Cancer cells generally are capable of penetrating blood or lymphatic vessels. They are circulated and later proliferate at adjacent or distant sites/organs, a process known as metastasis [143]. Metastasis requires the growth of the vascular network which is necessary for the provision or delivery of oxygen, cellular metabolic substrates including nutrients and even blood containing the immune cells [144]. This process of formation of new blood is known as angiogenesis. Angiogenesis is a key event in the development, growth, progression and metastasis of tumor/cancer [145]. Recent research has focused on several angiogenic factors and their inhibitors in the treatment of cancer [146]. Many studies have shown that honey has a debriding effect, promotes epithelization, enhances the growth of granulation tissue and promotes angiogenic activity in the vasculature [147,148,149]. In non-cancer cells, honey may stimulate angiogenesis via generation of hydrogen peroxide [150]. The angiogenic effect of honey is perhaps beneficial in wound healing. On the other hand, it is possible that honey inhibits angiogenesis in cancer cells. The potential anti-angiogenic effect of honey in cancer cells is premised on the evidence that honey inhibits cancer cell viability, metastasis and activities of gelatinase and protease. This is evident from a study by Abdel Aziz and colleagues who demonstrated that honey exerted anti-angiogenic effects in hepatocellular carcinoma HePG2 cell lines [53]. Honey is also rich in polyphenols. Polyphenols from natural products such as red wine and green tea have been shown to exert anti-angiogenic and anticancer effects [151,152,153]. Propolis is another bee product like honey. Propolis, like honey, has anticancer effects [154] and it has been shown to inhibit tumor-induced angiogenesis [155]. Caffeic acid phenethyl ester (CAPE), chrysin and other cytotoxic constituents of honey have been reported to exert anti-angiogenic and anticancer effects [25,135,156]. These data therefore indicate that honey can exert it anticancer effect via inhibition of angiogenesis.

Honey can inhibit the development of cancer by blocking the three main stages of cancerogenesis as shown in Figure 4. The various molecular mechanisms or targets by which honey can suppress cancer development are shown in Figure 5.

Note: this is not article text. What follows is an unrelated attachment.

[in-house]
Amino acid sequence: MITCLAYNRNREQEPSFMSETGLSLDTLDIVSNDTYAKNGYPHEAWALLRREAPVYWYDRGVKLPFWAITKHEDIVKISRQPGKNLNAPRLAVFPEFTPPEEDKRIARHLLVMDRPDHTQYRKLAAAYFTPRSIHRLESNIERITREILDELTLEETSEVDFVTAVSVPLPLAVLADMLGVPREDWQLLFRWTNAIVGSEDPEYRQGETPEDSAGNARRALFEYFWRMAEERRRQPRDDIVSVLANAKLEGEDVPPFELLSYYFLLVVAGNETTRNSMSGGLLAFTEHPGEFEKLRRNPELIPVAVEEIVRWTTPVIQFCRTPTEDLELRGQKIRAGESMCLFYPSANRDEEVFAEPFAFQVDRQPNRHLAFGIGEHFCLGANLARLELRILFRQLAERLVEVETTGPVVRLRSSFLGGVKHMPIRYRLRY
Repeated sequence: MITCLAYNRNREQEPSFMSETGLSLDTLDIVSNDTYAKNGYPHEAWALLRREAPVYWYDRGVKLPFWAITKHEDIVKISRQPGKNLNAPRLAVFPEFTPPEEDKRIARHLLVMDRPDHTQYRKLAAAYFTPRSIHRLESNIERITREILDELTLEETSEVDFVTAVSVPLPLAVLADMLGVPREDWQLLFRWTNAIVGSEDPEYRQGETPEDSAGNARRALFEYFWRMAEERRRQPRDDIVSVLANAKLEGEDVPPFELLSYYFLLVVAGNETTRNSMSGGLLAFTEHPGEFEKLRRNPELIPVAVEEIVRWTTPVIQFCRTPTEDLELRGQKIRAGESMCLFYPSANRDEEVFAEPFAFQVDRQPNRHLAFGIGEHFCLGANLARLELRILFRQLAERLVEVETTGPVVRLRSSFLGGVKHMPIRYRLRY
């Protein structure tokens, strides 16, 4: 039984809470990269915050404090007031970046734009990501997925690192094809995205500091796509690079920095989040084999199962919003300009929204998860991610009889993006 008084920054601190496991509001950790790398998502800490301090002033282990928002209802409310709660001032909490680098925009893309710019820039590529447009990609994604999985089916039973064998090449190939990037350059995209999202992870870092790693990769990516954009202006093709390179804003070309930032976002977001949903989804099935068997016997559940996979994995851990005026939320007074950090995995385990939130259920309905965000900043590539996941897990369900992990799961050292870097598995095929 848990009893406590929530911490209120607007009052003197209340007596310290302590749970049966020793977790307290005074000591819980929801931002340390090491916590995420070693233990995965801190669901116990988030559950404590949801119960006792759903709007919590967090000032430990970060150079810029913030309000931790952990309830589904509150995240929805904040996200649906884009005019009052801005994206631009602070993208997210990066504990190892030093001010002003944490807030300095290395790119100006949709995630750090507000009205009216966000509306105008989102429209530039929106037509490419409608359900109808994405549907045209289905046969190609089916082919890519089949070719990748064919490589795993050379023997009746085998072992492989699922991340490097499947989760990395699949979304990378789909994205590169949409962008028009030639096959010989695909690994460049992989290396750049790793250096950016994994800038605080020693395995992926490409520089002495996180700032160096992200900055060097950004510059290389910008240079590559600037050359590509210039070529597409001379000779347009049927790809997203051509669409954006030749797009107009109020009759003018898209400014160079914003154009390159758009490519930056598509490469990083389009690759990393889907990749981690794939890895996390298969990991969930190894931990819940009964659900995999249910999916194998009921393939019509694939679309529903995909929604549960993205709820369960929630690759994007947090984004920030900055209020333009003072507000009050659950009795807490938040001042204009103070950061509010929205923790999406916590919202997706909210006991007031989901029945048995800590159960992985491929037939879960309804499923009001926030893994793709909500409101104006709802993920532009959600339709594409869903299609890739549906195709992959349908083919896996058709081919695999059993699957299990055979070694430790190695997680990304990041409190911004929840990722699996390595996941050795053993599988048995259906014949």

Molecules 19 02497 g004 200
Figure 4. Honey blockage of the 3 stages of cancerogenesis.

Click here to enlarge figure

Figure 4. Honey blockage of the 3 stages of cancerogenesis.
Molecules 19 02497 g004 1024
Molecules 19 02497 g005 200
Figure 5. Molecular mechanisms/targets mediating the antiproliferative, antitumor, antimetastatic and anticancer effects of honey.

Click here to enlarge figure

Figure 5. Molecular mechanisms/targets mediating the antiproliferative, antitumor, antimetastatic and anticancer effects of honey.
Molecules 19 02497 g005 1024

5. Conclusions

Honey is a natural product that shows potential effects to inhibit or suppress the development and progression of tumor and cancer. Its antiproliferative, antitumor, antimetastic and anticancer effects are mediated via diverse mechanisms, including cell cycle arrest, activation of mitochondrial pathway, induction of mitochondrial outer membrane permeabilization, induction of apoptosis, modulation of oxidative stress, amelioration of inflammation, modulation of insulin signaling, and inhibition of angiogenesis in cancer cells. Honey is highly and selectively cytotoxic against tumor or cancer cells while it is non-cytotoxic to normal cells. It can inhibit cancerogenesis by modulating or interfering with the molecular processes or events of initiation, promotion, and progression stages. It, therefore, can be considered a potential and promising anticancer agent which warrants further research—both in experimental and clinical studies.

Conflicts of Interest

The authors declare no conflict of interest.

References

  1. Jemal, A.; Bray, F.; Center, M.M.; Ferlay, J.; Ward, E.; Forman, D. Global cancer statistics. CA: Cancer J. Clin. 2011, 61, 69–90, doi:10.3322/caac.20107.
  2. Bray, F.; Ren, J.S.; Masuyer, E.; Ferlay, J. Global estimates of cancer prevalence for 27 sites in the adult population in 2008. Int. J. Cancer 2013, 132, 1133–1145, doi:10.1002/ijc.27711.
  3. Kanavos, P. The rising burden of cancer in the developing world. Ann. Oncol. 2006, 17, vii15–vii23, doi:10.1093/annonc/mdl983.
  4. Othman, N.H. Honey and cancer: Sustainable inverse relationship particularly for developing nations—A review. Evid. Based Complement. Altern. Med. 2012, 2012, doi:10.1155/2012/410406.
  5. Pitot, H.C. The molecular biology of carcinogenesis. Cancer 1993, 72, 962–970, doi:10.1002/1097-0142(19930801)72:3+<962::AID-CNCR2820721303>3.0.CO;2-H.
  6. Tubiana, M. Carcinogenesis: From epidemiology to molecular biology. Bull. Acad. Natl. Med. 1998, 182, 19–29.
  7. Chidambaram, M.; Manavalan, R.; Kathiresan, K. Nanotherapeutics to overcome conventional cancer chemotherapy limitations. J. Pharm. Pharm. Sci. 2011, 14, 67–77.
  8. Wedding, U. Chances and limitations of chemotherapy in elderly patients. Internist 2010, 51, doi:10.1007/s00108-010-2601-x.
  9. Mendel, J. Evidenced based medicine. Benefits, limitations and issues for complementary and alternative medicine. Aust. J. Holist. Nurs. 2004, 11, 21–29.
  10. Heimall, J.; Bielory, L. Defining complementary and alternative medicine in allergies and asthma: Benefits and risks. Clin. Rev. Allergy Immunol. 2004, 27, 93–103, doi:10.1385/CRIAI:27:2:093.
  11. Oh, B.; Butow, P.; Mullan, B.; Beale, P.; Pavlakis, N.; Rosenthal, D.; Clarke, S. The use and perceived benefits resulting from the use of complementary and alternative medicine by cancer patients in Australia. Asia Pac. J. Clin. Oncol. 2010, 6, 342–349, doi:10.1111/j.1743-7563.2010.01329.x.
  12. Tan, H.T.; Rahman, R.A.; Gan, S.H.; Halim, A.S.; Hassan, S.A.; Sulaiman, S.A.; Kirnpal-Kaur, B. The antibacterial properties of Malaysian tualang honey against wound and enteric microorganisms in comparison to manuka honey. BMC Complement. Altern. Med. 2009, 9, 34, doi:10.1186/1472-6882-9-34.